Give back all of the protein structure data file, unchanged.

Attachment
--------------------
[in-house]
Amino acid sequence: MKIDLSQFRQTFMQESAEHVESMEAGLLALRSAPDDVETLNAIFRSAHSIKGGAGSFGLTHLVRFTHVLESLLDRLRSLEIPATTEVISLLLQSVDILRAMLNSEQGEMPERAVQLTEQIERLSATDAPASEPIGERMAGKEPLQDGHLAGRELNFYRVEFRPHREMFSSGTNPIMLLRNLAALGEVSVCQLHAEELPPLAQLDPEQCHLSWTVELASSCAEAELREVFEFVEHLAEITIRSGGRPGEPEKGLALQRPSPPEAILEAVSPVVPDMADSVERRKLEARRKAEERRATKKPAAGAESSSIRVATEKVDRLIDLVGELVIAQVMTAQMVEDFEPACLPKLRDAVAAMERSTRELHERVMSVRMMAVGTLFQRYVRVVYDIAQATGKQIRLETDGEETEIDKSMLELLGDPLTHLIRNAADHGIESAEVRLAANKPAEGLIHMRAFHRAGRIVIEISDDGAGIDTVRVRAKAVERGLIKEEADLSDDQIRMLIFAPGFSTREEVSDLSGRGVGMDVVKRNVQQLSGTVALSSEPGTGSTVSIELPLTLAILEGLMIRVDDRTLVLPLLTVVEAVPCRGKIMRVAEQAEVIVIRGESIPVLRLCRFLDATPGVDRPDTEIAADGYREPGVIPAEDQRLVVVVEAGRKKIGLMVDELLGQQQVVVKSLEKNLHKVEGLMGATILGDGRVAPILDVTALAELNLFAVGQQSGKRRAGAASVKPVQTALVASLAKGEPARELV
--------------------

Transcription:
[in-house]
Amino acid sequence: MKIDLSQFRQTFMQESAEHVESMEAGLLALRSAPDDVETLNAIFRSAHSIKGGAGSFGLTHLVRFTHVLESLLDRLRSLEIPATTEVISLLLQSVDILRAMLNSEQGEMPERAVQLTEQIERLSATDAPASEPIGERMAGKEPLQDGHLAGRELNFYRVEFRPHREMFSSGTNPIMLLRNLAALGEVSVCQLHAEELPPLAQLDPEQCHLSWTVELASSCAEAELREVFEFVEHLAEITIRSGGRPGEPEKGLALQRPSPPEAILEAVSPVVPDMADSVERRKLEARRKAEERRATKKPAAGAESSSIRVATEKVDRLIDLVGELVIAQVMTAQMVEDFEPACLPKLRDAVAAMERSTRELHERVMSVRMMAVGTLFQRYVRVVYDIAQATGKQIRLETDGEETEIDKSMLELLGDPLTHLIRNAADHGIESAEVRLAANKPAEGLIHMRAFHRAGRIVIEISDDGAGIDTVRVRAKAVERGLIKEEADLSDDQIRMLIFAPGFSTREEVSDLSGRGVGMDVVKRNVQQLSGTVALSSEPGTGSTVSIELPLTLAILEGLMIRVDDRTLVLPLLTVVEAVPCRGKIMRVAEQAEVIVIRGESIPVLRLCRFLDATPGVDRPDTEIAADGYREPGVIPAEDQRLVVVVEAGRKKIGLMVDELLGQQQVVVKSLEKNLHKVEGLMGATILGDGRVAPILDVTALAELNLFAVGQQSGKRRAGAASVKPVQTALVASLAKGEPARELV